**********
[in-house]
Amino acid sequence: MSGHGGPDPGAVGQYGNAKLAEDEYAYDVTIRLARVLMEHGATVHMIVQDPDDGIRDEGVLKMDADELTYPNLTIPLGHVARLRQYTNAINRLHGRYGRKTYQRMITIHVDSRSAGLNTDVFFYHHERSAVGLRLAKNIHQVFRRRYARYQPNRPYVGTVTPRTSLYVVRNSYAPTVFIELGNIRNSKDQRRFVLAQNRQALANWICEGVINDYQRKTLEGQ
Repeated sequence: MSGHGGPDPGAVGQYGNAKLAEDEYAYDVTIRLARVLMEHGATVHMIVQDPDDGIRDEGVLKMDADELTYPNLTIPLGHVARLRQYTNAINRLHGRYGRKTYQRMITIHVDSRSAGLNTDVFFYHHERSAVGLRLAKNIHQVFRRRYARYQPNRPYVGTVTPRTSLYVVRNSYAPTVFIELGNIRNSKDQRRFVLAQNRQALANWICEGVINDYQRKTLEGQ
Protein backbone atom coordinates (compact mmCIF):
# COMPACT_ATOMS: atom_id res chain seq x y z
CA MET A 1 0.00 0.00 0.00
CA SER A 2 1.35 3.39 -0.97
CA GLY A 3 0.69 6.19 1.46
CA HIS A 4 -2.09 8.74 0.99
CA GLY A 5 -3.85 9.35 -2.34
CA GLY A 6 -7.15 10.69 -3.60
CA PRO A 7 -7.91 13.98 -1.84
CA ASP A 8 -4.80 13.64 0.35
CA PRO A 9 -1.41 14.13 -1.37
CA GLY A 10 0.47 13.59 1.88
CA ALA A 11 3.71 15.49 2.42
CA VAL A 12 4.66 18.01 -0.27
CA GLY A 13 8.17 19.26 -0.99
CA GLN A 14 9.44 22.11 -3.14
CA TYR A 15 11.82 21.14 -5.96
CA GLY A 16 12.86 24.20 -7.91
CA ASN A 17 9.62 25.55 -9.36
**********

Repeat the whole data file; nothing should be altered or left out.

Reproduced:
[in-house]
Amino acid sequence: MSGHGGPDPGAVGQYGNAKLAEDEYAYDVTIRLARVLMEHGATVHMIVQDPDDGIRDEGVLKMDADELTYPNLTIPLGHVARLRQYTNAINRLHGRYGRKTYQRMITIHVDSRSAGLNTDVFFYHHERSAVGLRLAKNIHQVFRRRYARYQPNRPYVGTVTPRTSLYVVRNSYAPTVFIELGNIRNSKDQRRFVLAQNRQALANWICEGVINDYQRKTLEGQ
Repeated sequence: MSGHGGPDPGAVGQYGNAKLAEDEYAYDVTIRLARVLMEHGATVHMIVQDPDDGIRDEGVLKMDADELTYPNLTIPLGHVARLRQYTNAINRLHGRYGRKTYQRMITIHVDSRSAGLNTDVFFYHHERSAVGLRLAKNIHQVFRRRYARYQPNRPYVGTVTPRTSLYVVRNSYAPTVFIELGNIRNSKDQRRFVLAQNRQALANWICEGVINDYQRKTLEGQ
Protein backbone atom coordinates (compact mmCIF):
# COMPACT_ATOMS: atom_id res chain seq x y z
CA MET A 1 0.00 0.00 0.00
CA SER A 2 1.35 3.39 -0.97
CA GLY A 3 0.69 6.19 1.46
CA HIS A 4 -2.09 8.74 0.99
CA GLY A 5 -3.85 9.35 -2.34
CA GLY A 6 -7.15 10.69 -3.60
CA PRO A 7 -7.91 13.98 -1.84
CA ASP A 8 -4.80 13.64 0.35
CA PRO A 9 -1.41 14.13 -1.37
CA GLY A 10 0.47 13.59 1.88
CA ALA A 11 3.71 15.49 2.42
CA VAL A 12 4.66 18.01 -0.27
CA GLY A 13 8.17 19.26 -0.99
CA GLN A 14 9.44 22.11 -3.14
CA TYR A 15 11.82 21.14 -5.96
CA GLY A 16 12.86 24.20 -7.91
CA ASN A 17 9.62 25.55 -9.36